You may experience some stinging or burning the first few times you pass urine following treatment. Your urine may also be a little blood-stained. This is normal and will clear over 24-48 hours.
Botulinum Toxin A does not work immediately. Over to the course of the first 2 weeks you should begin to experience relief of sudden urges to urinate and a reduction in urine leakage or stoppage of leaking altogether. Your bladder should be able to hold more urine, thus reducing the number of times you go to the bathroom. If you are taking medications by mouth to relax the bladder, you should be able to wean yourself off these once the BOTA treatment begins to take effect. Your doctor will advise you about this.
Associated with this relief in symptoms, you may also notice that it becomes more difficult to empty your bladder. This is because BOTA works by relaxing the muscle of the bladder, which can reduce its ability to contract and empty. If you are unable to empty your bladder completely, your doctor or nurse will teach you clean intermittent self catheterization (CISC). This involves passing a tiny tube into the bladder up to 3 to 4 times a day to empty it. This is a simple and safe procedure. Don’t worry; once the effect of the BOTA wears off, your bladder function should return.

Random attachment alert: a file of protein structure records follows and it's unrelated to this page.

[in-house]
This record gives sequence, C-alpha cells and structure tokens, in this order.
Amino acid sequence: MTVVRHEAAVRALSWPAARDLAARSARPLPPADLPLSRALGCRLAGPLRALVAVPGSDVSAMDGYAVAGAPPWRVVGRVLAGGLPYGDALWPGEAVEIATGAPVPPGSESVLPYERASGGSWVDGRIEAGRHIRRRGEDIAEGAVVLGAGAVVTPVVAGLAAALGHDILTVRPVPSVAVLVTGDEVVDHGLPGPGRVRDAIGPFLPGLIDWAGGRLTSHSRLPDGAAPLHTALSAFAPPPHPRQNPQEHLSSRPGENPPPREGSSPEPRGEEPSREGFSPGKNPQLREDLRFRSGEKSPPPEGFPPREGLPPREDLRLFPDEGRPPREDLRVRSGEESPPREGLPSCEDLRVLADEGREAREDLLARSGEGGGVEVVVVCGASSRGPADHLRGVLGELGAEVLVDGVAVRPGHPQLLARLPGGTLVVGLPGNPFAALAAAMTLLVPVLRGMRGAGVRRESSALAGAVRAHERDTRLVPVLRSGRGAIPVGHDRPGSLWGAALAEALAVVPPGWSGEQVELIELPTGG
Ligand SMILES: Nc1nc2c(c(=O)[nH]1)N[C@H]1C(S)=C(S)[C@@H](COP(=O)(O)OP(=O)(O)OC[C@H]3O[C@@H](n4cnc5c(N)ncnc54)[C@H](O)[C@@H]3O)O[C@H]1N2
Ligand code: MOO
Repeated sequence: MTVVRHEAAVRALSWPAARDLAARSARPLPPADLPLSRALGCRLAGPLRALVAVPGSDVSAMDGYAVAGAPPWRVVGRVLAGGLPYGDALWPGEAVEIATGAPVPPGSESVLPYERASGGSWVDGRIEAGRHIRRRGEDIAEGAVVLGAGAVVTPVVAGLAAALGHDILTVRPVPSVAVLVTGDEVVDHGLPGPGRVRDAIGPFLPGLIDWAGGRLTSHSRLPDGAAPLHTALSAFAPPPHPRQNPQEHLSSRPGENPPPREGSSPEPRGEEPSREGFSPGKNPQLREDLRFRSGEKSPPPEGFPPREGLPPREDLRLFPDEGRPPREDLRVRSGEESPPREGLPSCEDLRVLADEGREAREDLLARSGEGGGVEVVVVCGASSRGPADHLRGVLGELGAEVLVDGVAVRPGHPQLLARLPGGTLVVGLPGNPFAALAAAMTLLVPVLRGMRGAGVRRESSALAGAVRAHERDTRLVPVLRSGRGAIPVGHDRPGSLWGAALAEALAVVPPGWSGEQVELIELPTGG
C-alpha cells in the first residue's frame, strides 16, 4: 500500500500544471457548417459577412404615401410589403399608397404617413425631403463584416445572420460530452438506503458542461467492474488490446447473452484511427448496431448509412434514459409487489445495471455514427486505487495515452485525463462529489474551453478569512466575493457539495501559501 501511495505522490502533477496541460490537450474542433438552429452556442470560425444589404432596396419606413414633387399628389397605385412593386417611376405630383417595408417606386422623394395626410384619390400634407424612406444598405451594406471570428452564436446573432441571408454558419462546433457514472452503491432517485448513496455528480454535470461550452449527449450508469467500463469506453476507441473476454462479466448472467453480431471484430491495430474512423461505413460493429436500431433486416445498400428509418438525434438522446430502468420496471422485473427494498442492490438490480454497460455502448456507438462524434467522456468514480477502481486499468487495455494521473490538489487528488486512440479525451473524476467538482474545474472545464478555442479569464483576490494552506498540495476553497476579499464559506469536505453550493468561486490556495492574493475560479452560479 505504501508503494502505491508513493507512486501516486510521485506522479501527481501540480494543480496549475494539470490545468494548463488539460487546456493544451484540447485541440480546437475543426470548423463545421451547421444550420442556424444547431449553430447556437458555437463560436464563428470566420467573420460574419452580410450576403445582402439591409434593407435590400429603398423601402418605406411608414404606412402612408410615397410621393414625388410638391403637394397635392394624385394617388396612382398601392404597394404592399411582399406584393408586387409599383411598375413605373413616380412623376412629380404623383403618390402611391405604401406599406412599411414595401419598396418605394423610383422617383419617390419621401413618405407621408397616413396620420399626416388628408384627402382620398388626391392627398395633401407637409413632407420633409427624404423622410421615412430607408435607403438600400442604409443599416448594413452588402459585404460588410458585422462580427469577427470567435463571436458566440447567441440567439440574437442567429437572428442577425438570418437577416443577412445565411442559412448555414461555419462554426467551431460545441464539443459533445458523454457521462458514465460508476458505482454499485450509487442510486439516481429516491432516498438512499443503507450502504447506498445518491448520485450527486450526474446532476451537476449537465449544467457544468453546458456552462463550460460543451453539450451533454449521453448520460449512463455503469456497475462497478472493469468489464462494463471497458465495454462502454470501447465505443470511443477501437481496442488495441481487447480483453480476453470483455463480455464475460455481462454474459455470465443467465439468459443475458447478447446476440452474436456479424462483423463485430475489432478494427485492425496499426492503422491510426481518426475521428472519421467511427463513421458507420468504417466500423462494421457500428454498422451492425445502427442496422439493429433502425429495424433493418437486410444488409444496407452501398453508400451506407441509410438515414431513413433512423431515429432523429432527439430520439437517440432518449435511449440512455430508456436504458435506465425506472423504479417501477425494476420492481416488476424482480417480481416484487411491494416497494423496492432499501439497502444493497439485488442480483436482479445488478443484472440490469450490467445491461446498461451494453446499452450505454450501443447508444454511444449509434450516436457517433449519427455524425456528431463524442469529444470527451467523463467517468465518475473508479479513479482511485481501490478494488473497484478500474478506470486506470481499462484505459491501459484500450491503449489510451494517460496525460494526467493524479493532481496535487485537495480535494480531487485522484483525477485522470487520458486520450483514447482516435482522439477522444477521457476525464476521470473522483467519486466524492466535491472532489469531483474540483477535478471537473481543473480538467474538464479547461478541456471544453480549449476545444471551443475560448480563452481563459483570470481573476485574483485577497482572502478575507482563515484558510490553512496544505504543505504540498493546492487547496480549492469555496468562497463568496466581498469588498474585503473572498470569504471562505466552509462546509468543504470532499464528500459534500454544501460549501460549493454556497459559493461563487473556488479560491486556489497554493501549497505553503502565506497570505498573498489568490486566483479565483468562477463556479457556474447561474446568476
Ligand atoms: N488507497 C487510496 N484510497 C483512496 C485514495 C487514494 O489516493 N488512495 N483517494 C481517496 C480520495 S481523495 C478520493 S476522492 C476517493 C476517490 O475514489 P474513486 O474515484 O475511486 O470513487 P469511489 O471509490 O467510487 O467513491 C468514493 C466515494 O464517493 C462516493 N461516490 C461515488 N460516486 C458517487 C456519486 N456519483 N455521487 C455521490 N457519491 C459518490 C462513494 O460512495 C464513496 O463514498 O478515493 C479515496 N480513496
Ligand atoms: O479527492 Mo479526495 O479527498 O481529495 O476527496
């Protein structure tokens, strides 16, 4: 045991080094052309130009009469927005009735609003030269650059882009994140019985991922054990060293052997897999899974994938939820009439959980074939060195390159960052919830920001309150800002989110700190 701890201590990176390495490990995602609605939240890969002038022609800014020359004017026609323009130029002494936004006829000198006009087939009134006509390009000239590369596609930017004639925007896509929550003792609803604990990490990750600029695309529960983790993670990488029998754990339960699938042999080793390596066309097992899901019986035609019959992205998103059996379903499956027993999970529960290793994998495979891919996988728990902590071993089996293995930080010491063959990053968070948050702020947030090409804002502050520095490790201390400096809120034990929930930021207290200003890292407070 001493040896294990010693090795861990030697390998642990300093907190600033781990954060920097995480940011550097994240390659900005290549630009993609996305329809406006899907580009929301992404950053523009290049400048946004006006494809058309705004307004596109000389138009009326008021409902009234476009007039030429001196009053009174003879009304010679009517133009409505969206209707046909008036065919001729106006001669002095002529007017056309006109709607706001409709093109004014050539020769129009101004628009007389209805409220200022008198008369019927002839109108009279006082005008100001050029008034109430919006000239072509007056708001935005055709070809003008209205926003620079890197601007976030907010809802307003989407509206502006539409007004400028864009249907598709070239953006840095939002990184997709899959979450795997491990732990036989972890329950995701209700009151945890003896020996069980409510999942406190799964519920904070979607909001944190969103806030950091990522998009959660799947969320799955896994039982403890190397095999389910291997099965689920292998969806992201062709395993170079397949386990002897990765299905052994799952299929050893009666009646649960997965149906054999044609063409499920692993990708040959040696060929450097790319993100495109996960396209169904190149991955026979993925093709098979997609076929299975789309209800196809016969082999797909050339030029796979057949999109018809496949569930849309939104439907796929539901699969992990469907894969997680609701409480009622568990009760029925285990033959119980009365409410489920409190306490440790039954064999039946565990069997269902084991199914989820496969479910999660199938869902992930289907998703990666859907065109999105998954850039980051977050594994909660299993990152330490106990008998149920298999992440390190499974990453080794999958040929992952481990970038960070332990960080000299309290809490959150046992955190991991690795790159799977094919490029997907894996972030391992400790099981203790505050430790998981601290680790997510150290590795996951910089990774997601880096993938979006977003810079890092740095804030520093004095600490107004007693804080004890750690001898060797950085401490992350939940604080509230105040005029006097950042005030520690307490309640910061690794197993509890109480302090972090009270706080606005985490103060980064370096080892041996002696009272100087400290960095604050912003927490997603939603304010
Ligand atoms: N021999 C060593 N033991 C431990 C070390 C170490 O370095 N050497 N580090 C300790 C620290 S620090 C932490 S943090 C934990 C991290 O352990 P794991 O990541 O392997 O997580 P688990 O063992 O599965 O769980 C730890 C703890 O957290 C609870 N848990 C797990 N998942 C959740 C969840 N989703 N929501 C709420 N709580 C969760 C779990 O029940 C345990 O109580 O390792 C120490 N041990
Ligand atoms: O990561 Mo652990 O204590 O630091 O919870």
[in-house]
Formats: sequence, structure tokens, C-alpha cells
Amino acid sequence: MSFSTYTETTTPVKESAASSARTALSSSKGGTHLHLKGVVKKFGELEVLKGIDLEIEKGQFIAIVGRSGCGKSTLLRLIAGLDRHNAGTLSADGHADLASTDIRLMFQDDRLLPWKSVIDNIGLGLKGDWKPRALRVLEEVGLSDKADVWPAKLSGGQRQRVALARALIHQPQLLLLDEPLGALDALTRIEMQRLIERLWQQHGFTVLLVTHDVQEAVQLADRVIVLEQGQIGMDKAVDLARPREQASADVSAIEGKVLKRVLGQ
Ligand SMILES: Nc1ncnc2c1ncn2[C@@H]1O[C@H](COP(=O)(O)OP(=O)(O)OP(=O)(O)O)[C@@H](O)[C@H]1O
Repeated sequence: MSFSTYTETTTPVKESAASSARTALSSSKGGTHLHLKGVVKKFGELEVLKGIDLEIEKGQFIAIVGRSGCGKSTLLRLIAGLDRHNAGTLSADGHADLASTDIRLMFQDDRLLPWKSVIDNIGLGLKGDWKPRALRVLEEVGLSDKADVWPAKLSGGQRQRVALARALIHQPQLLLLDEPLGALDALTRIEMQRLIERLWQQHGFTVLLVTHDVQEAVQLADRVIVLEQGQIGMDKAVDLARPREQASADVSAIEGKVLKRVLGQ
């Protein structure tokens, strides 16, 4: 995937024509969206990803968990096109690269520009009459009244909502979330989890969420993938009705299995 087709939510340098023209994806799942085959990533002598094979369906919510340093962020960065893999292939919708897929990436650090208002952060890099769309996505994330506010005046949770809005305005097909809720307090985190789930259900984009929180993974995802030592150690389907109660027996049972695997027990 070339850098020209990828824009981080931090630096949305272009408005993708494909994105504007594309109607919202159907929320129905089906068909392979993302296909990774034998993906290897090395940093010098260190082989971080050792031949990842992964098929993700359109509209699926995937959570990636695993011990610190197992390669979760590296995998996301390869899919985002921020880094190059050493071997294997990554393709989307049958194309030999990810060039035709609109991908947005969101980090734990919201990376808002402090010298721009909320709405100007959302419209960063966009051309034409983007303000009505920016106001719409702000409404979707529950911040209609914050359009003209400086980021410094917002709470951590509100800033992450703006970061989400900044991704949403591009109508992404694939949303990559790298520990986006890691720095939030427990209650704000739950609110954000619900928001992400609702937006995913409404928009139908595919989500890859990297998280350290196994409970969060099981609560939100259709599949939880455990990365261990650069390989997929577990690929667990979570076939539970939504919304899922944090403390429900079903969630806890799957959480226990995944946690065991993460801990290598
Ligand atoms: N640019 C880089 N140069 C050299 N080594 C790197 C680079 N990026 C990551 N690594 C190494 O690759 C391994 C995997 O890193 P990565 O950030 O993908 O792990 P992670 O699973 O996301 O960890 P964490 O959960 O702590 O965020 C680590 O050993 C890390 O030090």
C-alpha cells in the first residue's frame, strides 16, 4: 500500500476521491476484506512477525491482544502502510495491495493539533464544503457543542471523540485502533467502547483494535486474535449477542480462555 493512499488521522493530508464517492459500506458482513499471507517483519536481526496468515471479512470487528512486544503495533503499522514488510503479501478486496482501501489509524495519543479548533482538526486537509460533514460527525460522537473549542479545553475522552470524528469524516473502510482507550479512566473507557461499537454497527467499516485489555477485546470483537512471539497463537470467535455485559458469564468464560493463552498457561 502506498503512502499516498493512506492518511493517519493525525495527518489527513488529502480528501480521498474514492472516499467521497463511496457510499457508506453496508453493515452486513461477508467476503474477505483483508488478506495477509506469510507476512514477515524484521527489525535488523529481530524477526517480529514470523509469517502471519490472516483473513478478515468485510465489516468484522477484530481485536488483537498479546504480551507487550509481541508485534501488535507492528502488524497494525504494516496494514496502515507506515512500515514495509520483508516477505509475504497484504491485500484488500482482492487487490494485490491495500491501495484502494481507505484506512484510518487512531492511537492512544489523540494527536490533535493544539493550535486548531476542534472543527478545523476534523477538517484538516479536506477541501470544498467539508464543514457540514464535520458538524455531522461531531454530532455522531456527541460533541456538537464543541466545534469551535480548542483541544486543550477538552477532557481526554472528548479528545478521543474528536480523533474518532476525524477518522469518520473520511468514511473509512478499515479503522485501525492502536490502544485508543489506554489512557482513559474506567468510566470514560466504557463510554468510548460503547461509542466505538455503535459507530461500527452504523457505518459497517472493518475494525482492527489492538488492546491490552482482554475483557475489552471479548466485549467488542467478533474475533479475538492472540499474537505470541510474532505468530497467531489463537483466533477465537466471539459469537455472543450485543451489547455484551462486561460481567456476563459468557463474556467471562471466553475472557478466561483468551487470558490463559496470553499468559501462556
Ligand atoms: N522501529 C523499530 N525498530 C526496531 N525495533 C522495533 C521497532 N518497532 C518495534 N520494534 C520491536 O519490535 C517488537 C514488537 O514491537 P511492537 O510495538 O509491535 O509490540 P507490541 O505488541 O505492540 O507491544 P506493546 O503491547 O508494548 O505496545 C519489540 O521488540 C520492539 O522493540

Eventually, the effect of the BOTA will begin to wear off, and you may notice a gradual return of symptoms of frequent and urgent urination, as well as leakage episodes. As every situation is different, it is impossible to predict how long after your treatment this will happen. However, the treatment effect will commonly last 6 to 9 months. For some women, a single treatment is all that is required; others need repeated treatments.
You may see some blood in the urine initially after the procedure. Significant bleeding is extremely rare. Urinary tract infection is reported in about 1 in 12 cases, but this can be easily treated with antibiotics. 3-10% of patients may require temporary self catheterization to help empty the bladder. Other very rare risks include allergic reaction including anaphylaxis, erythema multiforme (a severe skin rash), and generalized weakness. You should consult your doctor if you experience any of the above problems.
There is around a 60% chance of achieving significant improvement in urinary urgency and urge leakage following BOTA injections and a reduction in urinary frequency. Most women require repeat doses of BOTA while others find significant long-term improvement after a single dose.